• Do a few practice runs with a friend who can critique your delivery or record yourself and play it back.

Now you’re ready to call!  Here is an example of a phone conversation:
Introduce yourself to the person answering: “Hello, I’m [your name] from Representative [Legislator’s last name]  district. I would like to speak with him/her about the importance of oral health in our community. Are they available now to take my call?”
If the response is Yes, once your representative is on the line, repeat your introduction and give a brief reason why they should care about oral health and how it impacts their constituents.  As an oral health advocate, you can speak to how oral health impacts you or the community directly or indirectly.
If the response is No, ask the legislative assistant when the legislator will be available to receive constituent calls, and say that you will call back during that time frame.  Make sure to thank them for their time.

Step 4:  How to set up an in-person meeting.

You've emailed your legislator.  You've called them on the phone.  Now visit them in-person at Oral Health Day!  Here's how to plan for that visit.
How do I schedule an in-person meeting with my legislator?
Simply give their office a call and schedule a meeting with their assistant or email them with some dates and times in the body of the email.  They should reply to email or voice message in a reasonable amount of time to confirm a date for the meeting.  If you do not receive a response within about a week you can send a follow up email or make another call.  Be sure to mention your first attempt to reach them.
How should I dress to speak with my legislator?
Professional dress IS required to attend Oral Health Day and should be worn when meeting with your legislator any other time as well.
The best way to think about business casual is: What would you wear to an interview?
For Women: Wear a reasonable length skirt or dress not more than 2 inches above your knees.  It sounds picky, but your legislator will perceive it as professional; dress pants are also acceptable; no sleeveless tops; your outfit should not be too tight or show cleavage; shoes should be comfortable to walk in but no open-toed shoes, such as flip-flops, should be worn.
For Men: Dress pants; shirt with a collar (dress shirt or polo); belt; dress shoes and socks (no open-toed shoes or sneakers) are all acceptable articles of clothing.  A blazer and tie are also acceptable, though not required.
Where do I park the day of the event?
While there is parking available on the street, there is also parking available in the Museum parking lot (at the corner of Jones and Wilmington St.) adjacent to the legislative building.  Please note that you will have to pay to park so be prepared to bring cash or a credit card to pay!  You can find more information from the General Assembly’s website: http://www.ncleg.net/CitizenGuide/CitizenGuide.html
Alternatively, you can park near Marbles Kids Museum where we’ll be meeting for our lunch and debrief.  More parking information can be found at Marbles Kids Museum Directions & Parking web-page.
Where can I find places to eat?
Lunch will be provided by NCOHC and located at the Marbles Kids Museum (201 E Hargett St, Raleigh, NC 27601).  There will be signs outside the building pointing you toward the exact room.  There is a side entrance available, so you do not have to enter in the main doors. 

Should you have any other questions regarding Oral Health Day or planning a meeting with your legislator, please do not hesitate to contact NCOHCinfo@foundationhli.org.

Step 5:  Advocate and Appreciate - Don't forget to say Thanks!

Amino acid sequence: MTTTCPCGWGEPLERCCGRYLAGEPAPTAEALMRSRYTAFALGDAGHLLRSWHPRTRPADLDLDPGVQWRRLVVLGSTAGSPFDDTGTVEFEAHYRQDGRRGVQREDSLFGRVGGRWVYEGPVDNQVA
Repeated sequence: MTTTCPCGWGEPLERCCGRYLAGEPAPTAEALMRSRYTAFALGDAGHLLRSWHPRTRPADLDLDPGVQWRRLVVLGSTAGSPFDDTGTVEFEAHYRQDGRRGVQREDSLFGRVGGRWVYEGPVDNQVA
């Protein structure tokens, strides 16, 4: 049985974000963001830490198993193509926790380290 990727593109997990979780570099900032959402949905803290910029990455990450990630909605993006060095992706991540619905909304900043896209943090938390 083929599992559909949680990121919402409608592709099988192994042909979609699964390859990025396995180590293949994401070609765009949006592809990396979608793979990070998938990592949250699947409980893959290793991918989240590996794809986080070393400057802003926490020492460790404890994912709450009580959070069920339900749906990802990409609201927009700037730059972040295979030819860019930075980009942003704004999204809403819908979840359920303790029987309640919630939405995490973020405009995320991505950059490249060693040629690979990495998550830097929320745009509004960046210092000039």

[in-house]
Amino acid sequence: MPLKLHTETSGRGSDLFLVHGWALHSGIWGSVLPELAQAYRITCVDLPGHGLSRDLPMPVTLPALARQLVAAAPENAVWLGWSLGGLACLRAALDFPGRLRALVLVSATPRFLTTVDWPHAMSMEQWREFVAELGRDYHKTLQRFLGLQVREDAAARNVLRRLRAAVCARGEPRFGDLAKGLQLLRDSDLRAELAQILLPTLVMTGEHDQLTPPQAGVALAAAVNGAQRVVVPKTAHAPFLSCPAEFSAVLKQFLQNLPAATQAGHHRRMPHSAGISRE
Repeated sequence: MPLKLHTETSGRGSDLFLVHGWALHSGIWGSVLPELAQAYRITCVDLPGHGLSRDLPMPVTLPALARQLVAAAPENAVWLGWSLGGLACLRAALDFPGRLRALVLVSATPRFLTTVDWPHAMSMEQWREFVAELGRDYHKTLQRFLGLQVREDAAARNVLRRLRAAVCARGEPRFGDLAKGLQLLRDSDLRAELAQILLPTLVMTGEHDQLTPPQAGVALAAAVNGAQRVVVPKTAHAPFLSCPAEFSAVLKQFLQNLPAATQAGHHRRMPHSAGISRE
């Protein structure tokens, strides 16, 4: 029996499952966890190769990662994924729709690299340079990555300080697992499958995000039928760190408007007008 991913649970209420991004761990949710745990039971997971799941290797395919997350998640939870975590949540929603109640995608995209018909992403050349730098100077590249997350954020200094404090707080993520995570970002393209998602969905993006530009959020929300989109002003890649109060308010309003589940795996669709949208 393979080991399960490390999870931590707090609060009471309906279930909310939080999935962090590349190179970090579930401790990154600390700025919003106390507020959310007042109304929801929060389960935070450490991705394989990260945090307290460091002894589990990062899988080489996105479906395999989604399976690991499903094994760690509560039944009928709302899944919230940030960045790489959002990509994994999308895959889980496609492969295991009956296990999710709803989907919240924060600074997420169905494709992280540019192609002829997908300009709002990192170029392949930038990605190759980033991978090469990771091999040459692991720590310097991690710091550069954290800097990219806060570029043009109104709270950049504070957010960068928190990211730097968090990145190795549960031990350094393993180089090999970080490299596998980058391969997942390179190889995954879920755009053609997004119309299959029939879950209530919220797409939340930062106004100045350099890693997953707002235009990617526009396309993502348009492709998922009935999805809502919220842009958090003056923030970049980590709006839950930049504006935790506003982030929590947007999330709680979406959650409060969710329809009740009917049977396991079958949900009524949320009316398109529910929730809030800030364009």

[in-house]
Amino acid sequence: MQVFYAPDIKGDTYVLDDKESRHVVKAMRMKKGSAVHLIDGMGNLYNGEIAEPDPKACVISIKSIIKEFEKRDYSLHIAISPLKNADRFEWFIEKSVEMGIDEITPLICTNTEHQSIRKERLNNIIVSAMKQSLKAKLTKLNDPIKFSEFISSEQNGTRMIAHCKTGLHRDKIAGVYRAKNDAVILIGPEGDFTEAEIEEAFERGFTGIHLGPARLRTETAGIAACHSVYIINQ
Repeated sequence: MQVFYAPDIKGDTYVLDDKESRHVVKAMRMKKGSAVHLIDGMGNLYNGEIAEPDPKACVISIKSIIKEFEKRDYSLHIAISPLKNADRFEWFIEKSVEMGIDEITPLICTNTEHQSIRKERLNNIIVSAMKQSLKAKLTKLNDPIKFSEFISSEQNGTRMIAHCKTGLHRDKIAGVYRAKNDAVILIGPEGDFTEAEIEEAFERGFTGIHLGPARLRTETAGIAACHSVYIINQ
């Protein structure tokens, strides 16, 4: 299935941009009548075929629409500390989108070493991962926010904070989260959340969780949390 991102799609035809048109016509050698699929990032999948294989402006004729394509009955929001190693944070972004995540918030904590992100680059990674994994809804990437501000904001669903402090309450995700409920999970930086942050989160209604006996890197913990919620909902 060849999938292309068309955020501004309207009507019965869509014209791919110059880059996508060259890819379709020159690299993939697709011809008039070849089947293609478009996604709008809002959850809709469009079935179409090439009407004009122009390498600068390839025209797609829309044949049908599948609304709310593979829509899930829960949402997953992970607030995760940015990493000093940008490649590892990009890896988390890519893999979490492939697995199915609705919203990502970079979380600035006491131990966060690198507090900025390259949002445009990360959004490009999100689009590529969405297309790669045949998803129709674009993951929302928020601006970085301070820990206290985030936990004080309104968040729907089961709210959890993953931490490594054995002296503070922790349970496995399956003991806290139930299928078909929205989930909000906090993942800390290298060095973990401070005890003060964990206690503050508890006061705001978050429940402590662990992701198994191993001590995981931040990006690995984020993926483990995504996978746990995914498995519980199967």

Follow Up. After visiting your legislator in person- say thanks and push your message one more time.
You’ve done your part to make Oral Health Day successful: you emailed and called in advance and met with your elected official on Advocacy Day.  Hopefully you found common ground for discussion with them and have forged a positive relationship for future opportunities to engage.  Now comes the icing on the cake: saying thanks!  It sounds like a no-brainer: of course you’d express appreciation for anyone who extended themselves on your behalf, right?  However, many people forget to follow up with a simple “Thank you” within a few days of an important meeting.  Your courtesy and appreciation of the time extended to you by your legislator will go a long way to make a positive impression and ensure the same attention to you the next time you contact their office!  This is also a good time to invite your legislator to your agency or school. 

Not sure what to say or the proper format?  We will provide thank you cards and sample letter verbiage for you to write these thank you notes during our luncheon debrief.  NCOHC staff will also mail these letters, no charge to you, on your behalf.  Don’t forget to check for spelling and grammar, and make sure you have the correct contact information to mail your letter.  An emailed “thank you” is better than nothing, but a neatly typed and well formatted note will make you remembered!  Keep in mind this is a SAMPLE letter.

SAMPLE LETTER

Dear Representative/Senator/Legislative Staff Member:

I would like to thank you for meeting with me during the Oral Health Day hosted by the NC Oral Health Collaborative (NCOHC) on (insert correct date).  I appreciate the opportunity to share our position on (issue/s discussed).  I hope we can count on your support as an oral health equity advocate.  As we discussed, (recap BRIEFLY the information you discussed during your meeting).  Once again, thank you for your time.  If I can provide you with additional information on this or any other issue, please contact me at (your number) or the Director of NCOHC at 919-821-0485 ext. 233.  NCOHC and I look forward to working with you on this issue.

Sincerely,
Your name
Your School or Agency Position

Additional Information

How much does it cost?  Oral Health Day and lunch are FREE!

Helpful Resources

Advocacy Dos and Don’ts

Find your Legislator

NC General Assembly Website: Visiting the State Legislative Complex